The Notre Dame Fighting Irish seek to close out the 2021 regular season with their seventh straight win as they hit the road to face the struggling Stanford Cardinal. The Irish were able to improve their playoff consideration, thanks to blowout losses for Michigan State and Oregon. However, they still need other schools to lose in order to obtain one of the playoff berths.
In contrast to Notre Dame’s lofty aspirations, Stanford is simply looking to end their injury-plagued season. They enter with a 3-8 record and are coming off a 41-11 blowout loss to archrival California. Cardinal head coach David Shaw is in his 11th season at the school and is saddled with his second losing campaign over the past three seasons.
Below are some of the key matchups in Saturday’s clash:
QB Jack Coan vs. Stanford Defense
Coan had some protection problems during his first series against Georgia Tech before then thriving. He completed 15 of 20 passes for 285 yards, his second-largest yardage output of the season and threw for a pair of scores. He’s hoping to find as many open receivers as he did against Tech, though the offensive gameplan may focus more on the running game.
Stanford’s defense this season has some gaping holes, especially when it comes to stopping the run. For the year, opponents are averaging 448 yards of total offense, including Cal’s absolute shredding of this unit by collecting 636 yards on the day. The lack of any real pass rush is one of the Cardinal’s top defensive issues, which may allow Coan plenty of freedom.
Notre Dame Defense vs. QB Tanner McKee
Notre Dame defenders are peaking at the right time and enter this game having not allowed a touchdown in the past 12 quarters. One big reason for that is the strong pass rush they deliver, which is something that will likely come in handy against Stanford. That’s because the weak Cardinal running game will probably force Stanford to go to their air as much as possible.
McKee returned against Cal after missing the previous two games due to injury. However, while he threw for 247 yards, he also was picked off twice. He has the size at six feet six and is in his first full season as a starter. He’s thrown two interceptions in each of his last two starts but generally plays it safe in compiling a completion percentage of 64.3 percent.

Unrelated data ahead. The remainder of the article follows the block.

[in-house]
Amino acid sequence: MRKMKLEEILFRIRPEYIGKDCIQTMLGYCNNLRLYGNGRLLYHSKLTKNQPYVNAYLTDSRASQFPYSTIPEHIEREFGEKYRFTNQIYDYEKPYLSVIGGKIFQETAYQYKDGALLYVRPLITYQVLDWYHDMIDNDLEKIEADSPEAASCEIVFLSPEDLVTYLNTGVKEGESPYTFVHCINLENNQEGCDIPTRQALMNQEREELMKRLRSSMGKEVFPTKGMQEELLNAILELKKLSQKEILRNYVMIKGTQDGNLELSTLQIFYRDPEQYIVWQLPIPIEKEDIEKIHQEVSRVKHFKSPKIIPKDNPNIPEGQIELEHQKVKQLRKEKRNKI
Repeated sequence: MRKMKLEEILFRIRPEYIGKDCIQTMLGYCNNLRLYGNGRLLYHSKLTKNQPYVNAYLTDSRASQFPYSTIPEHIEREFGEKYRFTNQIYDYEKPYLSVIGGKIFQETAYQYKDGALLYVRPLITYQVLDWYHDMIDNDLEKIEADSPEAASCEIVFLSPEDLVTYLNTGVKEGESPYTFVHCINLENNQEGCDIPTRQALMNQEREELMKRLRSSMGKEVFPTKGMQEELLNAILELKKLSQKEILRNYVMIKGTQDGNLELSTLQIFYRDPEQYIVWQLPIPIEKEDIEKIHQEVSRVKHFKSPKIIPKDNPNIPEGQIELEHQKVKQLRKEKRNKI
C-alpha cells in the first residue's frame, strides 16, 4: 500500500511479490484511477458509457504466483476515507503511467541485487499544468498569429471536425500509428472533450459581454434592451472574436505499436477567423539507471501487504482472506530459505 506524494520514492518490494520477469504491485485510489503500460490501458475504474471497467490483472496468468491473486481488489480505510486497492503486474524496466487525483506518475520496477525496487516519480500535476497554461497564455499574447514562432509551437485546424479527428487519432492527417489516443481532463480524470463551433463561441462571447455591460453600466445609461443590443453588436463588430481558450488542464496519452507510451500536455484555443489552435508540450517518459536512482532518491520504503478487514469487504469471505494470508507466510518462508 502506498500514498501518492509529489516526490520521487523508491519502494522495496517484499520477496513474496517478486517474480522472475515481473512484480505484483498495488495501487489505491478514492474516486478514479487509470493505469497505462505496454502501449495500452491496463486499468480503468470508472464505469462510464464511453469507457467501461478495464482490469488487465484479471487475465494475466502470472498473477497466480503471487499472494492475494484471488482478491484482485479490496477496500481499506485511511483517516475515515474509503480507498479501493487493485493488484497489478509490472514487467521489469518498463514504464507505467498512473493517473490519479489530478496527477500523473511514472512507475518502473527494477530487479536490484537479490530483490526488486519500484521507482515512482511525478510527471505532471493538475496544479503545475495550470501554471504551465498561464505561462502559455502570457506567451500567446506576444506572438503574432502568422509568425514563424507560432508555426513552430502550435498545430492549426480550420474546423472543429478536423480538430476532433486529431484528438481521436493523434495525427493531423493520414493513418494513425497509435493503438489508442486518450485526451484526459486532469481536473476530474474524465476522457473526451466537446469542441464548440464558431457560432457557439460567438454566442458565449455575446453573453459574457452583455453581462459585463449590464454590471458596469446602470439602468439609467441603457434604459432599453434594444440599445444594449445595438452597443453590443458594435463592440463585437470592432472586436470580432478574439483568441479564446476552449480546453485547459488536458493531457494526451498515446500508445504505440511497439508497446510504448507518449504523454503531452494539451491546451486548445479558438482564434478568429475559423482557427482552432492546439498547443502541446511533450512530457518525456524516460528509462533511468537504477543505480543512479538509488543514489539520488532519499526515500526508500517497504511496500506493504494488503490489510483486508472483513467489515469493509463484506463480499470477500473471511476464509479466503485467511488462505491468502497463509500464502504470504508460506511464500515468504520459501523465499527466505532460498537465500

OT Josh Lugg/Joe Alt vs. OLB Gabe Reid
Lugg and Alt got off to a bumpy start against Georgia Tech, allowing a pair of sacks on Notre Dame’s opening drive. After that, they were able to give Coan enough protection to find his receivers. In this game, Lugg and Alt’s main task may end up being keeping Reid away from Irish runners to allow them to run wild.
Reid is a veteran who has 57 tackles on the year and the Cardinal’s top player when it comes to making stops behind the line. He’s collected 9.5 in that category this season and can also be seen moving back into pass coverage. He’s got one interception on the year and a trio of pass deflections. However, the woeful performance of the overall Cardinal defense makes his life difficult.
CB Cam Hart vs. WR Elijah Higgins
Hart has offered consistency in the secondary for most of this season and has been the beneficiary of Notre Dame’s solid pass rush. He hasn’t been challenged much by opposing receivers during the Irish streak of keeping players out of the end zone, though he has the size to be effective in this matchup.
Higgins offers a big target at 6-foot-3 and 235 pounds, with 42 catches on the year and four touchdown receptions. Like most of the Stanford receiving corps, he’s missed time due to injury this season. Still, he returned against Cal on Saturday to snag five passes in a losing effort. He may serve as a frequent passing option, given the weakness of the Cardinal running game.
WR Kevin Austin vs. CB Kyu Blu Kelly
Austin has 36 catches this season and had two in the Georgia Tech rout. Both receptions began scoring drives, including a 38-yarder on the game’s first play from scrimmage. He and tight end Michael Mayer combine to offer Coan a pair of inviting targets, though Austin may have a quiet day if the Irish running game is in gear.
Kelly does have one of the more unique names in college football, though his size and quickness offer legitimate talent to the beleaguered Stanford defense. Like many Cardinal players, he’s dealt with injuries this season. However, he does lead the team in pass deflections with 10 and interceptions with two, including a pick-six.